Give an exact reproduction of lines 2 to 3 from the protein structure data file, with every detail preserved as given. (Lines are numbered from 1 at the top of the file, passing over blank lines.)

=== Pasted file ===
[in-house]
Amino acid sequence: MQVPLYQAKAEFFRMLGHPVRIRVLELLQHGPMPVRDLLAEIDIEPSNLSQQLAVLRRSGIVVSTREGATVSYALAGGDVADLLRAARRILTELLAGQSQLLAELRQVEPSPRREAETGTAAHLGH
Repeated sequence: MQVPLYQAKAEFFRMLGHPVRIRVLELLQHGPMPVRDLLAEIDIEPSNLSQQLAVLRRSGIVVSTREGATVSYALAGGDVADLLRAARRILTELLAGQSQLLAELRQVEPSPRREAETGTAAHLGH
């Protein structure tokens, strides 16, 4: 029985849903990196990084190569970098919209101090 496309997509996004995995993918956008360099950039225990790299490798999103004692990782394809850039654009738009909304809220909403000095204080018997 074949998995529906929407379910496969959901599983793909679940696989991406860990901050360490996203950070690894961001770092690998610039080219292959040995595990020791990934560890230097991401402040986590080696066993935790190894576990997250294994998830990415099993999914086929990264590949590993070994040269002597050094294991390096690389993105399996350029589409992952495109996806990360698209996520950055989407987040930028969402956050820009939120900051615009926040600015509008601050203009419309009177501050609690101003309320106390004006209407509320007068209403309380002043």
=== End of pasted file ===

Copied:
Amino acid sequence: MQVPLYQAKAEFFRMLGHPVRIRVLELLQHGPMPVRDLLAEIDIEPSNLSQQLAVLRRSGIVVSTREGATVSYALAGGDVADLLRAARRILTELLAGQSQLLAELRQVEPSPRREAETGTAAHLGH
Repeated sequence: MQVPLYQAKAEFFRMLGHPVRIRVLELLQHGPMPVRDLLAEIDIEPSNLSQQLAVLRRSGIVVSTREGATVSYALAGGDVADLLRAARRILTELLAGQSQLLAELRQVEPSPRREAETGTAAHLGH